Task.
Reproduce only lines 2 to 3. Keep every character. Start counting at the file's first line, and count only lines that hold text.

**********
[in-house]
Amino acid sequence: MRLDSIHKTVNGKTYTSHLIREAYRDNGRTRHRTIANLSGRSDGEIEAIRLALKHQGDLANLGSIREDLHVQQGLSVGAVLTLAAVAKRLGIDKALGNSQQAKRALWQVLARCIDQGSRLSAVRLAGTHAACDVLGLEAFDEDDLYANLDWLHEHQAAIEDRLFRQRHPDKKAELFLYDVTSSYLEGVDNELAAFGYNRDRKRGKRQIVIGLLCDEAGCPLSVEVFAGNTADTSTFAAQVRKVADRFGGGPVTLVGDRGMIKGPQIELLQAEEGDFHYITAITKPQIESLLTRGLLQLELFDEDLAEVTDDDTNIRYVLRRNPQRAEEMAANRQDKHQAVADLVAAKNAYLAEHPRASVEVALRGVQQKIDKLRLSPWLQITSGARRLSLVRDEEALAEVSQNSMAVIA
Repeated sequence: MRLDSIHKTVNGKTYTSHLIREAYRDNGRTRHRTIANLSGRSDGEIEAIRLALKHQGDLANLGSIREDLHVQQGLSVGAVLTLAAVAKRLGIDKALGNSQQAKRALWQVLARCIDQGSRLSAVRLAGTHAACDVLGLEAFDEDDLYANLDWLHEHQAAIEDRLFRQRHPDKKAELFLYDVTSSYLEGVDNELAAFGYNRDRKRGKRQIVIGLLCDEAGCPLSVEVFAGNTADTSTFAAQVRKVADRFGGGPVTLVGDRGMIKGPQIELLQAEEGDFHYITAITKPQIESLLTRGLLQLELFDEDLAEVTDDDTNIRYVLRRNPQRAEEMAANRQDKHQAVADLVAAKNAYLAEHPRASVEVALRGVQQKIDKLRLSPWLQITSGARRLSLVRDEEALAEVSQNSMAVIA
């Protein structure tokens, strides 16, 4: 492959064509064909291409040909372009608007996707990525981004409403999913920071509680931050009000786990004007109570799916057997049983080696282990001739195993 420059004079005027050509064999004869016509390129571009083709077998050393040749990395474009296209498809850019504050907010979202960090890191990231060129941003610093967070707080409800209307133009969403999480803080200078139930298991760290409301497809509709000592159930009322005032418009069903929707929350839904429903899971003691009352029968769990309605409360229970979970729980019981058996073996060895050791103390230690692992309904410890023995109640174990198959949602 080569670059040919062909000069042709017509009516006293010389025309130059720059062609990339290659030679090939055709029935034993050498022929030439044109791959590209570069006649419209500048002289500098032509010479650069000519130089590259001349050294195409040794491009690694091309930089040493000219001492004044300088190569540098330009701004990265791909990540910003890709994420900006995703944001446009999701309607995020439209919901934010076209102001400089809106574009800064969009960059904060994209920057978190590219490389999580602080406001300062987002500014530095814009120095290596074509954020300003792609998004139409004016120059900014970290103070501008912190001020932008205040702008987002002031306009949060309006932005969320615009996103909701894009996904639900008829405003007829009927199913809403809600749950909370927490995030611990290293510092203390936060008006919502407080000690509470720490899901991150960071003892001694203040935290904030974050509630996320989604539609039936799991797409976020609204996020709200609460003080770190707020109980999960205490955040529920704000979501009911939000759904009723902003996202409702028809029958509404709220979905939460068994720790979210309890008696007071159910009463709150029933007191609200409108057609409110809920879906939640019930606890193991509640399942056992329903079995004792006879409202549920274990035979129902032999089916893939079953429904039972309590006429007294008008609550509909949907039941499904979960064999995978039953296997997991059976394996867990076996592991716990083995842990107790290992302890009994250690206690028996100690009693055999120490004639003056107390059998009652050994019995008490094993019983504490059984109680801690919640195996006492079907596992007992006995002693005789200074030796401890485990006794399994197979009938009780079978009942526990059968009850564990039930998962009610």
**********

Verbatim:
Amino acid sequence: MRLDSIHKTVNGKTYTSHLIREAYRDNGRTRHRTIANLSGRSDGEIEAIRLALKHQGDLANLGSIREDLHVQQGLSVGAVLTLAAVAKRLGIDKALGNSQQAKRALWQVLARCIDQGSRLSAVRLAGTHAACDVLGLEAFDEDDLYANLDWLHEHQAAIEDRLFRQRHPDKKAELFLYDVTSSYLEGVDNELAAFGYNRDRKRGKRQIVIGLLCDEAGCPLSVEVFAGNTADTSTFAAQVRKVADRFGGGPVTLVGDRGMIKGPQIELLQAEEGDFHYITAITKPQIESLLTRGLLQLELFDEDLAEVTDDDTNIRYVLRRNPQRAEEMAANRQDKHQAVADLVAAKNAYLAEHPRASVEVALRGVQQKIDKLRLSPWLQITSGARRLSLVRDEEALAEVSQNSMAVIA
Repeated sequence: MRLDSIHKTVNGKTYTSHLIREAYRDNGRTRHRTIANLSGRSDGEIEAIRLALKHQGDLANLGSIREDLHVQQGLSVGAVLTLAAVAKRLGIDKALGNSQQAKRALWQVLARCIDQGSRLSAVRLAGTHAACDVLGLEAFDEDDLYANLDWLHEHQAAIEDRLFRQRHPDKKAELFLYDVTSSYLEGVDNELAAFGYNRDRKRGKRQIVIGLLCDEAGCPLSVEVFAGNTADTSTFAAQVRKVADRFGGGPVTLVGDRGMIKGPQIELLQAEEGDFHYITAITKPQIESLLTRGLLQLELFDEDLAEVTDDDTNIRYVLRRNPQRAEEMAANRQDKHQAVADLVAAKNAYLAEHPRASVEVALRGVQQKIDKLRLSPWLQITSGARRLSLVRDEEALAEVSQNSMAVIA